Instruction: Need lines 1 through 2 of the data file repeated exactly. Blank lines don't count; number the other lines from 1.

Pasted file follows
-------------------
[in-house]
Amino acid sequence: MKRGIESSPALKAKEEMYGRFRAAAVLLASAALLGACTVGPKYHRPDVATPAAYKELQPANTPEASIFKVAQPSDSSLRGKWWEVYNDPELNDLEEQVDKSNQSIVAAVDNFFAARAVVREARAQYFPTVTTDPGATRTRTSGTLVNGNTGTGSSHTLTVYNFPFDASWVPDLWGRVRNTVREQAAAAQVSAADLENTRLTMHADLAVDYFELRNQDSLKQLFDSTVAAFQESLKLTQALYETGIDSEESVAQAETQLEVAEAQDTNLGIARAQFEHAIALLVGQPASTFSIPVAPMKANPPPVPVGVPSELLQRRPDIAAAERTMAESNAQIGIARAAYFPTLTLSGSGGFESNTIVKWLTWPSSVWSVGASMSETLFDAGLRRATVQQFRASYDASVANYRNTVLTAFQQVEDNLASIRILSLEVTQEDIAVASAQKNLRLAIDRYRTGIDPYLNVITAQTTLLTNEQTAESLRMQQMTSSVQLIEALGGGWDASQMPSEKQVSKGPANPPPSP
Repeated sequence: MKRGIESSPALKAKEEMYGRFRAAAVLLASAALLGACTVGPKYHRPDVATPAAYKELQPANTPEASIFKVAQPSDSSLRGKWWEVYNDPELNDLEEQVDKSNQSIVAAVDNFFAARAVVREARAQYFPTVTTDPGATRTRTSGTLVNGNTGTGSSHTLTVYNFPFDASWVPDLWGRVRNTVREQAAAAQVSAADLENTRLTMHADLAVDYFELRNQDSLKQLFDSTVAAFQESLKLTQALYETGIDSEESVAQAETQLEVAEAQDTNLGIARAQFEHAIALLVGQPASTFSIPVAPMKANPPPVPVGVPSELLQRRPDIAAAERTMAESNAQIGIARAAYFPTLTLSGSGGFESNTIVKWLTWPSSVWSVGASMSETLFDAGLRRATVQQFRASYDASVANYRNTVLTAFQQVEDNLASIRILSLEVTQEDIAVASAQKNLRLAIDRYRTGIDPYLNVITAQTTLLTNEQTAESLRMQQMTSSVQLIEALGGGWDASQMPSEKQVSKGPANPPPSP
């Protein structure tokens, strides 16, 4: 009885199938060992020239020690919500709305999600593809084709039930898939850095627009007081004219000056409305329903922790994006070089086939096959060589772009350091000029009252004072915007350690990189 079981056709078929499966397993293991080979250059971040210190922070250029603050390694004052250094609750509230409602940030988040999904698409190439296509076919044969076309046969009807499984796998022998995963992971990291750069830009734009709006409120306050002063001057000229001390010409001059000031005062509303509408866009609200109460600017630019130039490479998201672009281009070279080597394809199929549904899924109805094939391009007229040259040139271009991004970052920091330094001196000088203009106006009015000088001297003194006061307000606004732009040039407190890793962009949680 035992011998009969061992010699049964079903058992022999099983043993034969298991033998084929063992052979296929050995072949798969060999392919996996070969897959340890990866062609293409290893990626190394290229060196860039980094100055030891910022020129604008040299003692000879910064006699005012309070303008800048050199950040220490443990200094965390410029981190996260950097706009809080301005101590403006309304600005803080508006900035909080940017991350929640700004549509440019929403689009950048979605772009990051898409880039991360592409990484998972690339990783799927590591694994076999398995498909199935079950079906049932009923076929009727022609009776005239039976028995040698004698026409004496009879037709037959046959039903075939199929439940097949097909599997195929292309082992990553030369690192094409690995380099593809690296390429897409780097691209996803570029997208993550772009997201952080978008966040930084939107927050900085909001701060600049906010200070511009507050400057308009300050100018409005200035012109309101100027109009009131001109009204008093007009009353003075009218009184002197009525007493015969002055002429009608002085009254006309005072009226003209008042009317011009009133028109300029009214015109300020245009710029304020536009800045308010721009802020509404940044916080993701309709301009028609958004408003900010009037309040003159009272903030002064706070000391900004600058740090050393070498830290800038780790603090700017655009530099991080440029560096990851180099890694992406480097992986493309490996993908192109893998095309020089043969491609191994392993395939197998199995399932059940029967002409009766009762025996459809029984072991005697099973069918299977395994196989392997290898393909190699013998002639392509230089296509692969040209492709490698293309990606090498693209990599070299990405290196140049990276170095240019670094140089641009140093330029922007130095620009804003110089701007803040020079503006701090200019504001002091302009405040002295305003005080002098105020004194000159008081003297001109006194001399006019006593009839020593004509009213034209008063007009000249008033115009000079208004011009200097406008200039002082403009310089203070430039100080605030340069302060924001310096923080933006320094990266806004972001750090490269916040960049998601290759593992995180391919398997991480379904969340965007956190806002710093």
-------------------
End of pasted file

[in-house]
Amino acid sequence: MKRGIESSPALKAKEEMYGRFRAAAVLLASAALLGACTVGPKYHRPDVATPAAYKELQPANTPEASIFKVAQPSDSSLRGKWWEVYNDPELNDLEEQVDKSNQSIVAAVDNFFAARAVVREARAQYFPTVTTDPGATRTRTSGTLVNGNTGTGSSHTLTVYNFPFDASWVPDLWGRVRNTVREQAAAAQVSAADLENTRLTMHADLAVDYFELRNQDSLKQLFDSTVAAFQESLKLTQALYETGIDSEESVAQAETQLEVAEAQDTNLGIARAQFEHAIALLVGQPASTFSIPVAPMKANPPPVPVGVPSELLQRRPDIAAAERTMAESNAQIGIARAAYFPTLTLSGSGGFESNTIVKWLTWPSSVWSVGASMSETLFDAGLRRATVQQFRASYDASVANYRNTVLTAFQQVEDNLASIRILSLEVTQEDIAVASAQKNLRLAIDRYRTGIDPYLNVITAQTTLLTNEQTAESLRMQQMTSSVQLIEALGGGWDASQMPSEKQVSKGPANPPPSP